In case of collisions certain waiting algorithms are used, that in the following chapters we will

1.2.2

Metropolitan Area Networks

MANs cover cities. Cable TV can be good example. Figure 1-8 shows us typical MAN system based on cable TV.

1.2.3 Wide Area Networks

WANs span large geographical areas, generally country or continent. In this type of networks we have hosts owned by the customers, and subnet owned by telephone company or ISP (Internet Service Provider). Subnet has two distinct components; transmission lines and routers. Routers are switching elements, specialized computers that connect three or more transmission lines. Figure 1-9 shows us typical WAN.

or more transmission lines. Figure 1-9 shows us typical WAN. Generally when a process on certain
or more transmission lines. Figure 1-9 shows us typical WAN. Generally when a process on certain

Generally when a process on certain machine wants to communicate to another process on other machine, it sends a message. Sender cuts messages into pieces called packets. Packets one by one injected into network. Each packet generally has sequence number. And receiver reassembles packets into message. Figure 1-10 shows us stream of packets, traveling from sender to receiver. Subnets are organized according to the principle that called store-and- forward or packet-switched subnet. When packets are small and all the same size, they are often called cells. We can also see from the figure that routers in the subnets make decision based on certain routing algorithm to optimize transmission. In chapter 5 we will study this routing process.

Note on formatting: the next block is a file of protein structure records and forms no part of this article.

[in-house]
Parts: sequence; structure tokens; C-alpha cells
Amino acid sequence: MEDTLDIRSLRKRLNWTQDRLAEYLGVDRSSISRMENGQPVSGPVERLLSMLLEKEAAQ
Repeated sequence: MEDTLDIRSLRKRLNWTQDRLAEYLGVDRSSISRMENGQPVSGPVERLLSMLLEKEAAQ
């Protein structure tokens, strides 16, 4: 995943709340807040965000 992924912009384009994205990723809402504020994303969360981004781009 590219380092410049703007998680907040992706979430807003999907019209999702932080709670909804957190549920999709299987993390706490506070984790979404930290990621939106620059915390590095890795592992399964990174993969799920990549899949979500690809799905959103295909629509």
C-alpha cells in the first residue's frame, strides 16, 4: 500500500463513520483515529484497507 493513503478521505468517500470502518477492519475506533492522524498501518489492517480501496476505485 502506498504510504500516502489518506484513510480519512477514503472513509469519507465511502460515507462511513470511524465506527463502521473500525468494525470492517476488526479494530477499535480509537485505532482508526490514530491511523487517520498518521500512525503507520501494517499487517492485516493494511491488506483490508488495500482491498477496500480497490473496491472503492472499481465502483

In chapter 5 we will study this routing process. Some WANs use satellite systems. Routers have

Some WANs use satellite systems. Routers have antennas to communicate with satellites.

1.2.4 Wireless Networks

We have today three main categories of wireless networks:

System interconnection : Bluetooth as we see in figure 1-11a connecting PC peripherals.

Wireless LANs : As in figure 1-11b machines with radio modems communicating via antenna to other system geographically being far away. These machines, if they are close enough can also form peer-to- peer configuration. Standard for wireless LANs called IEEE 802.11 today. In certain sense, cellular wireless networks are like wireless LANs, except that the distances involved are much greater and bit

rates much lower. Wireless LANs can operate up to 50Mbps over distances of tens of meters. Cellular systems operate below 1 Mbps, but the distance between the base station and the computer or telephone is measured in kilometers rather than meters.

Wireless WANs : In addition to these low-speed networks, high-bandwidth wireless WANs are also being developed. The initial focus is high-speed wireless Internet access from homes and businesses, bypassing the telephone system. This service often called local multipoint distribution service. A standard, IEEE 802.16, has also been developed.

service. A standard, IEEE 802.16, has also been developed. 1.2.5 Home Networks The idea here is

1.2.5 Home Networks

The idea here is that in the future most homes will be set up for networking. Every device in the home will be capable of communicating with every other device, and all of them will be accessible over the Internet. Many devices are capable of being networked: